Monday Dec 11

BrowneLaynie Laynie Browne is the author of nine collections of poetry and one novel. Her most recent publications include: Roseate, Points of Gold (Dusie, 2011), The Desires of Letters, The Scented Fox, and Daily Sonnets. Her honors include: the National Poetry Series Award, the Contemporary Poetry Series Award, and two Gertrude Stein Awards for Innovative American Poetry.  Currently she edits for Trickhouse and is co-editing the anthology with Caroline Bergvall, Teresa Carmody and Vanessa Place, I’ll Drown My Book: Conceptual Writing by Women (Les Figues, forthcoming, 2011).  She has taught creative writing at The University of Washington- Bothell, at Mills College in Oakland, at Naropa University, and at the University of Arizona, where she teaches creative writing and coordinates an interdisciplinary writers-in-the-schools program.
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32
 

When I kept silent, my bones wasted away


you envelop me
 

 

After death animus hovered around the body
 
An owl climbed outside one’s  form
 
Quintessence— in a great treasure-house, or cage, a columbarium
 
May only move through human frames
 
In the fourth heaven— a lake of birds— continually praise
 
Saints affirm  ardor in the shape of doves
 
Causal birds in the Acherusian lake were consulted
 
As  advisors  upon  creation of humanity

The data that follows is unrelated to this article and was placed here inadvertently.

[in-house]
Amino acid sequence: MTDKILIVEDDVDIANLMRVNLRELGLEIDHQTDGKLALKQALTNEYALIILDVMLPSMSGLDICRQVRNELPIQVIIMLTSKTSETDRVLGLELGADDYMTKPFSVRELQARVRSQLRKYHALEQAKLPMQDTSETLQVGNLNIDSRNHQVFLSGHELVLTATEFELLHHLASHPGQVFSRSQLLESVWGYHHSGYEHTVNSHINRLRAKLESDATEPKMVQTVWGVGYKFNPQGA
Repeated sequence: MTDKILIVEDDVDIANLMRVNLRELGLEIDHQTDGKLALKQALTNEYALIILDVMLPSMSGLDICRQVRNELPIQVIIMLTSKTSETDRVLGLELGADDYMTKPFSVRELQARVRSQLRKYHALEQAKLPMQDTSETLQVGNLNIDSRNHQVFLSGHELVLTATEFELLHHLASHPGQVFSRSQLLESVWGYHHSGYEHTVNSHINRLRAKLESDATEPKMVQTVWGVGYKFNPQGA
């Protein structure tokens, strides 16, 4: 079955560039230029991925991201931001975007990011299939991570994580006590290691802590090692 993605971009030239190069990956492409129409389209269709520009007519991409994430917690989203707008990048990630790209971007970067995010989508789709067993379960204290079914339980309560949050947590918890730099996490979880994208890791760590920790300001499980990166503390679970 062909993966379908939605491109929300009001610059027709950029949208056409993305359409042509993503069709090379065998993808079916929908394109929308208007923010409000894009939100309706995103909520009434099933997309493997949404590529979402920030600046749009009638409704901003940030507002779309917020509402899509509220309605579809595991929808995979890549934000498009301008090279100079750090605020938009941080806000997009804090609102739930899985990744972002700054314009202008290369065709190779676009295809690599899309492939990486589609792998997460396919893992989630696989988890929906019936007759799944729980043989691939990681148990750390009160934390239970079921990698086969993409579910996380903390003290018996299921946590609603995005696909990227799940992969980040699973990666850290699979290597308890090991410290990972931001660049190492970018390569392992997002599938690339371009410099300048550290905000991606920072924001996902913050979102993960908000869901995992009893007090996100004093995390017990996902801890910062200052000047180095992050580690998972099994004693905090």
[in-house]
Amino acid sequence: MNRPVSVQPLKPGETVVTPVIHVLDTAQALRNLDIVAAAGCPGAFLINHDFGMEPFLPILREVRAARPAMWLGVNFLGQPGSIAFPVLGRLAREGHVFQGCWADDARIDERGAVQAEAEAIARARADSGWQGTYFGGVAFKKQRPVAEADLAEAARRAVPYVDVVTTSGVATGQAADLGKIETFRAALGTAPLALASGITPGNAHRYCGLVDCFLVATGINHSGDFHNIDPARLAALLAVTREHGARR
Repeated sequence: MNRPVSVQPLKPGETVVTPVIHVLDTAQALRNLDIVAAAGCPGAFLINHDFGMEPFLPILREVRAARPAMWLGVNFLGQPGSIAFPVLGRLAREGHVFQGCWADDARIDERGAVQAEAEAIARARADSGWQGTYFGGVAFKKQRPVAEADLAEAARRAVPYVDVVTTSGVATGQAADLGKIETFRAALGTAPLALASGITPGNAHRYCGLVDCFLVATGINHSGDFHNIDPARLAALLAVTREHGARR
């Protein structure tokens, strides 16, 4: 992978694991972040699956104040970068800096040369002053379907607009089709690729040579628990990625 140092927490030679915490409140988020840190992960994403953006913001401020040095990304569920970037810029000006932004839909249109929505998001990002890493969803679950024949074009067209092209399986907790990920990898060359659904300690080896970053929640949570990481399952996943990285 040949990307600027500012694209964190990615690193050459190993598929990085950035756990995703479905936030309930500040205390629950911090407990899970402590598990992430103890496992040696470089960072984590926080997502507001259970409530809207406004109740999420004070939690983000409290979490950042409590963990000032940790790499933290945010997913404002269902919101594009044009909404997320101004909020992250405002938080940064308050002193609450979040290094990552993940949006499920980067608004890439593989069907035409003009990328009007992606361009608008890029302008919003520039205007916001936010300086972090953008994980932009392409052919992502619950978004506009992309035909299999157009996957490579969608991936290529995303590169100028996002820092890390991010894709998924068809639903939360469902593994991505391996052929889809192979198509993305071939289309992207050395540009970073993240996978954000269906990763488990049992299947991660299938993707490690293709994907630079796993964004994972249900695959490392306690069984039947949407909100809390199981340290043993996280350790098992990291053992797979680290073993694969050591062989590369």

41
 


You have supported me and you set me before you
 
 


Sparrow and  swallow rise upon the walls
 
Sing whereupon they are ushered
 
Into hidden passage— or nest
 
Adorned with crowns
 
They prepare a sanctuary of the future


 
42


 
Deep calls to deep
to the commotion of your canals
all your billows and your waves
have  gone over me
 

 
No act was undertaken

without advice of
 

augury, prophesying
 

by flight of birds
 
 
Open a window
 

Chaldeans, Greeks, Romans
 

that the soul may
 

augur = avi-gur, οἰωνὸς, οἰωνισταί
sing, whisper
 
 

"for a bird of the air shall carry the voice, and that which hath wings           shall tell the matter."
 
wing away
 


59
 
You have been my stronghold
and a refuge in the day of my distress
 




Divination by means of weasels, fowls, and stars,


Who is an enchanter?


He, for instance, who says:


My bread fell out of my mouth


My staff out of my hand

 


Divine by behavior of the fish


Snake and cloud omens


An owl alighted on the tree against


Which you now lean

 


Who speaks the language of  flight?
 


Do not advise, even in whisper


birds carry a voice onward

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note:  Numbers for poems and text at the beginning of each poem in italics are taken from psalms (various translations).  These particular psalms, often identified as Nachman’s healing psalms” were chosen by Rebbe Nachman of Breslov (1772-1810, Ukraine) and are traditionally read during mourning.  This practice exemplifies Nachmans’ use of sacred texts as meditative tools, and highlights his religious philosophy which revolves around intimacy and direct conversation with divine.